It Was 2005 When I Went Into The Nhs
It was 2005 when I went into the NHS for the first time. I became a personnel assistant in the district HQ, specializing in health and safety, trades union negotiation, and in charge of looking after the community staff. I did a good, basic course in first-line management and after fifteen months moved to a small cottage hospital, where I dealt with all the day-to-day problems which occur in the real world of managing people and dealing with sick people. At the next health service reorganization, I was promoted and joined another hospital as deputy unit administrator. My male boss encouraged me a lot and sent me on day release to do a Diploma in Management Studies. The networks were good and there was a feeling of co-operation. I left full-time work in 2016 when I became: pregnant and, when 1 returned to frill-time work in 2011, the attitudes I found to women in the workplace were very different
'After the birth of my first child, I worked part time for the Community Unit until my husband lost his job We ran a nursery and landscaping business for three years from my mother-in-law's house. The business did well, but when I became pregnant again we had to make a decision about continuing the nursery and buying the house. We decided not to buy the house, but to renovate a wreck whilst living in a caravan and coping with two small children.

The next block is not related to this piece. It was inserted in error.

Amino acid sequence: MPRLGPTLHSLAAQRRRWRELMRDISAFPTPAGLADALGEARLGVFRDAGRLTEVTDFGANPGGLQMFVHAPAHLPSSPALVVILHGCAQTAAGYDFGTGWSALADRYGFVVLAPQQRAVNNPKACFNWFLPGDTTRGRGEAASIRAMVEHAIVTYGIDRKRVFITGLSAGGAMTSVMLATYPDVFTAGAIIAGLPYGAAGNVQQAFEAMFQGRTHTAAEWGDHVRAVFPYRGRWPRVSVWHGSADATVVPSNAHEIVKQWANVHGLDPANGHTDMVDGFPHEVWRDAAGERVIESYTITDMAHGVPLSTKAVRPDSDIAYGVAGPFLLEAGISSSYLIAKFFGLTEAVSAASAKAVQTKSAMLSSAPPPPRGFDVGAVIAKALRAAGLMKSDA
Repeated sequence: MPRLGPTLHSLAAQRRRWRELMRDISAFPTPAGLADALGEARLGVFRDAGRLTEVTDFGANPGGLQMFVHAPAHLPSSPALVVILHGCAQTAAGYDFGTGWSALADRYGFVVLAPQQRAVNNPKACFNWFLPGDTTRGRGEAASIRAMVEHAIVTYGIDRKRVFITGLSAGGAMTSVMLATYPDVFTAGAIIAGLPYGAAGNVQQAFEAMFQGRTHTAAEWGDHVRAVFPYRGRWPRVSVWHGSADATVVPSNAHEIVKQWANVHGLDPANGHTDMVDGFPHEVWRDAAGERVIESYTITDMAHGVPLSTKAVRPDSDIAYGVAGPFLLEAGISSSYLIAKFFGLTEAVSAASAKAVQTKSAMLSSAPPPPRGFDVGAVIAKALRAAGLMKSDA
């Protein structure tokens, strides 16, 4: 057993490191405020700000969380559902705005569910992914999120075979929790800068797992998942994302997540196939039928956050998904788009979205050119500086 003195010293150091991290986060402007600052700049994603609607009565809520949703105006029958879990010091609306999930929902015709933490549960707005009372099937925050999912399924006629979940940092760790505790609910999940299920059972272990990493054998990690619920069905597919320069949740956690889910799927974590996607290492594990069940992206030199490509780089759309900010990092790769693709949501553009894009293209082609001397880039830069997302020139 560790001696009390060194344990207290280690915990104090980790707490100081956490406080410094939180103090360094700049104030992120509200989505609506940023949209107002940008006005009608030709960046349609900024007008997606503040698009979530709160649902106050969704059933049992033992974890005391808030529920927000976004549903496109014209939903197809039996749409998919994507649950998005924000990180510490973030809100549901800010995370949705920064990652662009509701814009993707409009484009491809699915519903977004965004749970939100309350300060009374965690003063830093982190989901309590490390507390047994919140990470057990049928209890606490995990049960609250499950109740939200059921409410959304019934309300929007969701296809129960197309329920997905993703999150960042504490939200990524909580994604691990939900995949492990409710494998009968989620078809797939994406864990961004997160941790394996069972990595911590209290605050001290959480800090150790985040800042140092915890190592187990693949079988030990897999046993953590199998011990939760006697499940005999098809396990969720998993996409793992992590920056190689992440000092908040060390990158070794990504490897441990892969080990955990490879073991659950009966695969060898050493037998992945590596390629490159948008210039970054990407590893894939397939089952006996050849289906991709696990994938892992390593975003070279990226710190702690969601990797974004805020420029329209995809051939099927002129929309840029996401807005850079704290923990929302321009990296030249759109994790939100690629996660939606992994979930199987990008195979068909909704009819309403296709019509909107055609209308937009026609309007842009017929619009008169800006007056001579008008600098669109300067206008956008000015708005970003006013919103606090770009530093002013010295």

I continued with some part-time work for the NHS, mostly in the evenings, but we were getting into financial difficulty because my husband couldn't find anything permanent. I talked to him about my going back full time with him looking after the children and, when he agreed, I rang one of my NHS contacts who let me know about suitable vacancies. I became contracts manager, which included negotiating with the fund-holders and health authorities. In 2007, when I didn't get an expected promotion, I moved to the FHSA (Family Health Support Agency) who had head-hunted me. It was a difficult time, especially when the FHSA merged with the health authority and the people in charge didn't recognize the opportunity for growth and development. During the reorganization, I joined the neighbouring authority. I'm well paid, I' like my colleagues, I get on well with my local Provider Trust, and I find my job challenging.
If I had to do everything over again, I would recommend a profession something to hang your hat, on - because administrators are rarely valued for what they are. If you listen to Radio 4 and hear all the time that, hospital administrators are overpaid and useless, you begin to believe it.'
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